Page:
How Users Of Various OSes Differ In Their Online Behavior Over Time
For marketers, timing is often as important as creative, the most obvious example being campaigns tied to particular holidays. These days, with complex analyses now possible for activities like email marketing, online promotions and blog posts, industry practitioners are actively pursuing the “best” timing for their latest initiatives. In this piece, we drill down into […]
For marketers, timing is often as important as creative, the most obvious example being campaigns tied to particular holidays. These days, with complex analyses now possible for activities like email marketing, online promotions and blog posts, industry practitioners are actively pursuing the “best” timing for their latest initiatives.
In this piece, we drill down into the nuances of this issue by examining the differences in hourly usage behavior between users of different operating systems and device types. These insights should hold particular value for those marketing to one or more definitive niches or who are looking to better segment their current activities based on the desired audience.
With each of the data sets outlined below, Chitika Insights analyzed a sample of tens of millions of device-specific online ad impressions within the Chitika Ad Network observed between February 26 and March 11, 2014.
Comparing Desktop User Bases
Mac and Windows users have traditionally been regarded as very different groups in terms of how and why they use their respective operating systems. However, hourly usage rates are one area where both sets of users, at least within North America, share a great degree of commonality.
Below are two graphs which look at the issue from two separate angles. To provide some granularity, we specifically focused traffic generated by users of the two most recent operating systems from Microsoft (Windows 8 & 8.1) and Apple (OS X Mavericks).
The above chart displays daily usage patterns based upon the given maximum usage volume of each OS, essentially showing the usage patterns for both operating systems, all things being equal.
The following illustrates these patterns based on the highest usage volume observed overall, which in this case is from Windows 8.
Notice that both user bases exhibit their usage highs and lows at the same times with similar trajectories. The biggest difference is that OS X Mavericks usage experiences a slightly steeper dip during the early morning hours. Meanwhile, Windows 8 usage volume outstrips that of OS X Mavericks at all hours.
We can glean a couple insights from the data above. Though Windows 8 has received mixed reviews in general, users of the OS still generate far more traffic at all hours than those running Apple’s most recent offering. More importantly, in terms of target market segmentation for desktop audiences, while the content or messaging within a given campaign may change based upon targeting Mac or Windows users (e.g., computer games, accessories, services), the timing can largely be the same.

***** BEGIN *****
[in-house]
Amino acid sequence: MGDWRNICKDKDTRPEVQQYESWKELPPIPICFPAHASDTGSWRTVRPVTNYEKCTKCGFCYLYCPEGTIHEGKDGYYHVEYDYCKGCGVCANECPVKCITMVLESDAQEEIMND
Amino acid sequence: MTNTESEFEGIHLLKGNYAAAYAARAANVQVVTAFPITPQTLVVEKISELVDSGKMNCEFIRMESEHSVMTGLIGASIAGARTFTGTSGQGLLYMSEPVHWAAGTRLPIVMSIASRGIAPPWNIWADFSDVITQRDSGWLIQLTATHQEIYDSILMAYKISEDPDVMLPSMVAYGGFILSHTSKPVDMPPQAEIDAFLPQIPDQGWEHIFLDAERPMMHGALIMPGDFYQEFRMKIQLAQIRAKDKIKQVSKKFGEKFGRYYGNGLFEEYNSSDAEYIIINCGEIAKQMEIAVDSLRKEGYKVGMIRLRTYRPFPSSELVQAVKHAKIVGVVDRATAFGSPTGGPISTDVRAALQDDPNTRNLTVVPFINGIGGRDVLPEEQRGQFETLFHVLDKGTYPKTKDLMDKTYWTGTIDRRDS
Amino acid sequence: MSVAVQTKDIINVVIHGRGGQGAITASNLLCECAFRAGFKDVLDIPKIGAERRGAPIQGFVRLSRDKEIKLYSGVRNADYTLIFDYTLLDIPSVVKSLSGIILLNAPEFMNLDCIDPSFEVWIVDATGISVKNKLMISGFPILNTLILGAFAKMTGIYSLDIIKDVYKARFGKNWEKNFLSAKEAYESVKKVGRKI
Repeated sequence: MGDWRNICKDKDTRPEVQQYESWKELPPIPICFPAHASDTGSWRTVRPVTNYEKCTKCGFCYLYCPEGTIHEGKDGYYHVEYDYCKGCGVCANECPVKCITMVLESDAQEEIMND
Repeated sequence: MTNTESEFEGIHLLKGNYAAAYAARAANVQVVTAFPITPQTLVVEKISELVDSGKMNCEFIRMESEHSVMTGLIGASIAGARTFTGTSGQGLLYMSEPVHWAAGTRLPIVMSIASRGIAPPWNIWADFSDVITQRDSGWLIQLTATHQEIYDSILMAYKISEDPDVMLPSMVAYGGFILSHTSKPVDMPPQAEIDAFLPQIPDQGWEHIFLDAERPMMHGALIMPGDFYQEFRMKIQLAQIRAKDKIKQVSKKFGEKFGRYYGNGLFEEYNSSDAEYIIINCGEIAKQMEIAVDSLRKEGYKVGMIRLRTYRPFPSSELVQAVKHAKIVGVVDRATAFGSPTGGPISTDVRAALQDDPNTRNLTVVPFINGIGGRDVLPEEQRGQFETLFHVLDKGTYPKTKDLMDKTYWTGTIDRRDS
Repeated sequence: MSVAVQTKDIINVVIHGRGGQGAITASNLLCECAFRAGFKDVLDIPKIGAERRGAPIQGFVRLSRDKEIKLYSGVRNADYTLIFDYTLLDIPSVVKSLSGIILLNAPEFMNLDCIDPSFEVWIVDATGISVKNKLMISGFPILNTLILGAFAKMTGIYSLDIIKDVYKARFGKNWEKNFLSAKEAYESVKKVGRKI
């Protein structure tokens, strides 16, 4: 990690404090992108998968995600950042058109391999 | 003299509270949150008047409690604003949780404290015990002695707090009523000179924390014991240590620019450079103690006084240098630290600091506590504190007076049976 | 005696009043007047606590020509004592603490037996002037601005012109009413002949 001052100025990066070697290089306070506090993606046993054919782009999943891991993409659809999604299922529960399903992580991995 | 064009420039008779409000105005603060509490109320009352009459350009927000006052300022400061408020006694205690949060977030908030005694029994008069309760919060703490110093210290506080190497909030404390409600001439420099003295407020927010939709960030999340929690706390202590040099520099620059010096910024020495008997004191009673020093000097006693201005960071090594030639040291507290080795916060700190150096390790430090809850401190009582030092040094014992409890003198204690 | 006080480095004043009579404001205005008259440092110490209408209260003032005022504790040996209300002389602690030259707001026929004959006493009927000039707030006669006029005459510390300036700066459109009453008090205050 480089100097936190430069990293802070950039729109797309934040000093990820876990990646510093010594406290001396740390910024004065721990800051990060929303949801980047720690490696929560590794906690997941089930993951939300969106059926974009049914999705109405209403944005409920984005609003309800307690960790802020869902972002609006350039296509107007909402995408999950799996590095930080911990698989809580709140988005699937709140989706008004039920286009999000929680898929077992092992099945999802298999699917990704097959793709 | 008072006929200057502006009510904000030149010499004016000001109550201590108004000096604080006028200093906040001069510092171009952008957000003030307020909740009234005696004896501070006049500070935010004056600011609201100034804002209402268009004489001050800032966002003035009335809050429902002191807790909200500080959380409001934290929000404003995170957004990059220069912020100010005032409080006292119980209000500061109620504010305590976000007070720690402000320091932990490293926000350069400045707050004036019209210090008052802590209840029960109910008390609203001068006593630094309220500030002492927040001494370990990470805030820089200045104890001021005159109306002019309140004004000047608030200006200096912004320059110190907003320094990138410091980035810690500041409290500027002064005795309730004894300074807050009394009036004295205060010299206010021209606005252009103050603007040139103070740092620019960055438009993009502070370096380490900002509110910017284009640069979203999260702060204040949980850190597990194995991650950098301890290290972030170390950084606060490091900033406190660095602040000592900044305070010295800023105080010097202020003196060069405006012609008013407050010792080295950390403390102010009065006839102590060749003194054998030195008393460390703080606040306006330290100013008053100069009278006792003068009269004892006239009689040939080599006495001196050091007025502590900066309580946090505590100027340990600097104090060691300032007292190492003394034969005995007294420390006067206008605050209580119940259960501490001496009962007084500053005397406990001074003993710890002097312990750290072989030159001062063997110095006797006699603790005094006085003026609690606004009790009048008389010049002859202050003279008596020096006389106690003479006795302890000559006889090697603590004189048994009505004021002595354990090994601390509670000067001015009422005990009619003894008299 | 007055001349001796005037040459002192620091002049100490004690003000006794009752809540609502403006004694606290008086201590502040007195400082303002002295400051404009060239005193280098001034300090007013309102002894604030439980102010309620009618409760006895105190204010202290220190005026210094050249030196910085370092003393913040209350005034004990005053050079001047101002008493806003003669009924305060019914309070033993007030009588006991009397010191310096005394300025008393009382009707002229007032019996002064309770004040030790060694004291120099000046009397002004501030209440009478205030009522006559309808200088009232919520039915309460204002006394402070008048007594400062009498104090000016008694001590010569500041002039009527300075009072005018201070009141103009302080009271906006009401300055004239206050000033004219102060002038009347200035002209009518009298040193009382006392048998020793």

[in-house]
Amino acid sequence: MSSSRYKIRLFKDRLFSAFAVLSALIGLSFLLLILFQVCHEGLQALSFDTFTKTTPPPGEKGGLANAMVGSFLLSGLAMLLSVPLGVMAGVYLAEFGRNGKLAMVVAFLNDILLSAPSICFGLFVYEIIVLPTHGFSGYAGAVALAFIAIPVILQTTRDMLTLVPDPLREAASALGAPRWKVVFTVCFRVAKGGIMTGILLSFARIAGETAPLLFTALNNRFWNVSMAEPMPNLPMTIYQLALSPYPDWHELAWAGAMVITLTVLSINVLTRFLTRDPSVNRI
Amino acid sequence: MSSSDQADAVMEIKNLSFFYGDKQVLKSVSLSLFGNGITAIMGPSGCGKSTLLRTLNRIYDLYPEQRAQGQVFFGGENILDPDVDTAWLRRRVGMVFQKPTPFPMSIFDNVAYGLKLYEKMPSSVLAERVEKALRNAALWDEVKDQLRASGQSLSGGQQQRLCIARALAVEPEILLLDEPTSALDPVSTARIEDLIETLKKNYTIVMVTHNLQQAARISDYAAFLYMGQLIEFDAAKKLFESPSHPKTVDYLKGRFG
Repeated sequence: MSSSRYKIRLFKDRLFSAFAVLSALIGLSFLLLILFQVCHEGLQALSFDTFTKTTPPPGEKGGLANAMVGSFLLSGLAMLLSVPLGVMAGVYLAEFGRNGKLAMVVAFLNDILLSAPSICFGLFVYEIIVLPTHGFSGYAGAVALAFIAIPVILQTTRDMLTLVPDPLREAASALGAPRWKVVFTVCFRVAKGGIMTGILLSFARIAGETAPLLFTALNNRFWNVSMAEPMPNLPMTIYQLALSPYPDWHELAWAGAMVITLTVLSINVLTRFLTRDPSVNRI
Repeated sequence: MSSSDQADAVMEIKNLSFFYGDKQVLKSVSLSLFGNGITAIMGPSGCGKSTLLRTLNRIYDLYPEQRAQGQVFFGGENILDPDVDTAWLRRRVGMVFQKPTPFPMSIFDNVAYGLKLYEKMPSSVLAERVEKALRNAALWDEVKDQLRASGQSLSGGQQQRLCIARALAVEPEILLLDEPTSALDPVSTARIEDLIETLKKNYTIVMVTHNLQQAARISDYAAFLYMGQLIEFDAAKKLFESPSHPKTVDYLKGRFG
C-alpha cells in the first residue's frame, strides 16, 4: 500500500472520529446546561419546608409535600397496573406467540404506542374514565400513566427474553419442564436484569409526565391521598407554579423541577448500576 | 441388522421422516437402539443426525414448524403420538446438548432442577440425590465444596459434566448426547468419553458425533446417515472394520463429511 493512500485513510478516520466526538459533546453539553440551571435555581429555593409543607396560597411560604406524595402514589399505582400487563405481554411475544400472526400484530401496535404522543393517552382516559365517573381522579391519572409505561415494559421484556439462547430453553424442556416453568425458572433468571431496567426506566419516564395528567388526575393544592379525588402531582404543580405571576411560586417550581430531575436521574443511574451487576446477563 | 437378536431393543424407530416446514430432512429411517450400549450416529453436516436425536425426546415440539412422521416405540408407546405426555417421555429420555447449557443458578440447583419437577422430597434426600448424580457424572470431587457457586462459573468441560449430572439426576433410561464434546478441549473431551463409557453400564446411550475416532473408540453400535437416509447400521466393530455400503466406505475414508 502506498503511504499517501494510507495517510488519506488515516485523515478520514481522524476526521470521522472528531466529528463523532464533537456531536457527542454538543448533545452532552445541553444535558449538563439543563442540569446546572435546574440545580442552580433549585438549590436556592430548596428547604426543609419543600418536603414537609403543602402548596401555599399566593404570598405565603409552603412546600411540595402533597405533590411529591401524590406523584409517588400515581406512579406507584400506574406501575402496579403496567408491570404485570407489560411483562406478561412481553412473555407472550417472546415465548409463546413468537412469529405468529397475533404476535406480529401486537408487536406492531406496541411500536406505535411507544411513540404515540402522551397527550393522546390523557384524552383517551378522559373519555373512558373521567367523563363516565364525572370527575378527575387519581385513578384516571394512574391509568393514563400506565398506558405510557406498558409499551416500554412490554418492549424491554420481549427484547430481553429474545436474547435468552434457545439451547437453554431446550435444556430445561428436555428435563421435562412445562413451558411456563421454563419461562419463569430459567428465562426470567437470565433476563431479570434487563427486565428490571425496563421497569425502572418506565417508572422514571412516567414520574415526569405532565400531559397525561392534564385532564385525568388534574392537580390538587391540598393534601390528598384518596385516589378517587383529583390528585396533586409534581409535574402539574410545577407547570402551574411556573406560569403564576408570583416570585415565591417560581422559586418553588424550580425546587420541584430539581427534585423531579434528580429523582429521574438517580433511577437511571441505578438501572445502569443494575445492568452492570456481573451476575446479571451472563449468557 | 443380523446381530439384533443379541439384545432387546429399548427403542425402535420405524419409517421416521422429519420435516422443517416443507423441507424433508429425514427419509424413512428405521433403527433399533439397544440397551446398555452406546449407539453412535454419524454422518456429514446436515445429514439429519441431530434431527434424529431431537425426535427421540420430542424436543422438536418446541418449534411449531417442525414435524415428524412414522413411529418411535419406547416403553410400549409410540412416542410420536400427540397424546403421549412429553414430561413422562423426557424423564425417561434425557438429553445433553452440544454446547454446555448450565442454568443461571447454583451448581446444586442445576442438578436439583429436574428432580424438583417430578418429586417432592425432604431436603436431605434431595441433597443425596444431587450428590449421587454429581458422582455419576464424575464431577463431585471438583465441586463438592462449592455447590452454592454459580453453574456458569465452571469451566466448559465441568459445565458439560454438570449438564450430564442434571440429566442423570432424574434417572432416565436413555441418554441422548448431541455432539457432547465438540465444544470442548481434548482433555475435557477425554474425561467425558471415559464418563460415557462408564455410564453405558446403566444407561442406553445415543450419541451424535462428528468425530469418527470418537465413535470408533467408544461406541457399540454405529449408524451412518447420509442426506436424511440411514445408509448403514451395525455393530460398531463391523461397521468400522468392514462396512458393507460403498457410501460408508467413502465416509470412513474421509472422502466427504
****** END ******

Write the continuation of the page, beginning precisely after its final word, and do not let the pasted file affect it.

Both sets of users are most active during the workday, with usage volume dropping off in the late evening/early morning.
Comparing Mobile User Bases
As seen below, North American Android users are more active than their iOS counterparts late at night and during the majority of the workday.
Yet, when viewed as a function of which OS commands the highest web traffic volume, iOS has a distinct, sizable advantage.
From 8 a.m. ET/5 a.m. PT until 1 a.m. ET/10 p.m. PT, cumulative browsing activity on iOS devices is more than twice the amount observed from Android devices. This difference is the largest during the peak traffic hour for both sets of users, 10 p.m. ET/7 p.m. PT, when total iOS Web traffic is 132% higher than that of Android.
Much of Apple’s advantage stems from its success in the tablet marketplace, where users of the company’s iPad collectively generate close to 80% of all tablet-based web traffic within the US and Canada. Even so, the differences in activity levels between the two user bases present some unique opportunities for marketers focused on either iOS or Android users.
In the case of Android, although total volume is dwarfed by iOS, its users are more consistently active throughout a given day, with the biggest advantage occurring during working and early evening hours. This means that marketers don’t necessarily need to time their campaigns for post-work leisure hours, when users are most active on their mobile devices, and instead can look earlier without sacrificing a great deal of their potential audience.
iOS users are consistently the most voracious consumers of mobile web traffic, but the higher degree of volatility throughout the day places more importance on those hours between 5 p.m. ET/2 p.m. PT and 1 a.m. ET/10 p.m. PT, when usage levels are between 70 and 100% of iOS’ peak traffic level.
When Timing Yields A Positive Impact
While these statistics can act as a general guide for planning the specifics around certain marketing campaigns, it’s important to know what constitutes timely content.
These include activities like email marketing or on-site promotions, each of which can benefit from a change in timing in terms of participation level. This is compared to so-called “evergreen” content, such as a thought-leadership blog post, which will hold value for hours, days or weeks at a time.
By understanding precisely where timing can yield a positive impact, marketers can use these statistics to their advantage.
Opinions expressed in this article are those of the guest author and not necessarily MarTech. Staff authors are listed here.
New on MarTech